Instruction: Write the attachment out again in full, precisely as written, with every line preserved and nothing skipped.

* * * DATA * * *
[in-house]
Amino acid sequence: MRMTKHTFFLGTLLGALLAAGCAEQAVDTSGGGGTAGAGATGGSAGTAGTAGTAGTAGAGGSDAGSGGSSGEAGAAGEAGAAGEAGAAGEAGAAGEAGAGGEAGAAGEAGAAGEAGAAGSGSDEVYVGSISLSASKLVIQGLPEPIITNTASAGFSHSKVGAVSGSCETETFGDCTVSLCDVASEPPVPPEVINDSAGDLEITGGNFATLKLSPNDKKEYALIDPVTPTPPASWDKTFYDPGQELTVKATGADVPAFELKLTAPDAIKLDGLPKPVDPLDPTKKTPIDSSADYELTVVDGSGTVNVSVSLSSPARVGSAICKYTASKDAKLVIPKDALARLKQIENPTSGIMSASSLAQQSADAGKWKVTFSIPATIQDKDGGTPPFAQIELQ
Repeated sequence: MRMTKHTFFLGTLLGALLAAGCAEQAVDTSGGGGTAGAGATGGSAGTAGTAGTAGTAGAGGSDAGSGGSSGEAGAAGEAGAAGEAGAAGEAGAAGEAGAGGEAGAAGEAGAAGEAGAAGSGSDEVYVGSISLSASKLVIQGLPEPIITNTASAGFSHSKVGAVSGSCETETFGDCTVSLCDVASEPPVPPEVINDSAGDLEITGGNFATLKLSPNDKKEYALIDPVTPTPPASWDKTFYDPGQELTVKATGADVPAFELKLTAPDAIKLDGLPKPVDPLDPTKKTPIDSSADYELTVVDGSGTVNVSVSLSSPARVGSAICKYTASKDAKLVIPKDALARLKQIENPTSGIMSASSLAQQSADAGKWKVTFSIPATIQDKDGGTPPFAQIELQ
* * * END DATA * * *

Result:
[in-house]
Amino acid sequence: MRMTKHTFFLGTLLGALLAAGCAEQAVDTSGGGGTAGAGATGGSAGTAGTAGTAGTAGAGGSDAGSGGSSGEAGAAGEAGAAGEAGAAGEAGAAGEAGAGGEAGAAGEAGAAGEAGAAGSGSDEVYVGSISLSASKLVIQGLPEPIITNTASAGFSHSKVGAVSGSCETETFGDCTVSLCDVASEPPVPPEVINDSAGDLEITGGNFATLKLSPNDKKEYALIDPVTPTPPASWDKTFYDPGQELTVKATGADVPAFELKLTAPDAIKLDGLPKPVDPLDPTKKTPIDSSADYELTVVDGSGTVNVSVSLSSPARVGSAICKYTASKDAKLVIPKDALARLKQIENPTSGIMSASSLAQQSADAGKWKVTFSIPATIQDKDGGTPPFAQIELQ
Repeated sequence: MRMTKHTFFLGTLLGALLAAGCAEQAVDTSGGGGTAGAGATGGSAGTAGTAGTAGTAGAGGSDAGSGGSSGEAGAAGEAGAAGEAGAAGEAGAAGEAGAGGEAGAAGEAGAAGEAGAAGSGSDEVYVGSISLSASKLVIQGLPEPIITNTASAGFSHSKVGAVSGSCETETFGDCTVSLCDVASEPPVPPEVINDSAGDLEITGGNFATLKLSPNDKKEYALIDPVTPTPPASWDKTFYDPGQELTVKATGADVPAFELKLTAPDAIKLDGLPKPVDPLDPTKKTPIDSSADYELTVVDGSGTVNVSVSLSSPARVGSAICKYTASKDAKLVIPKDALARLKQIENPTSGIMSASSLAQQSADAGKWKVTFSIPATIQDKDGGTPPFAQIELQ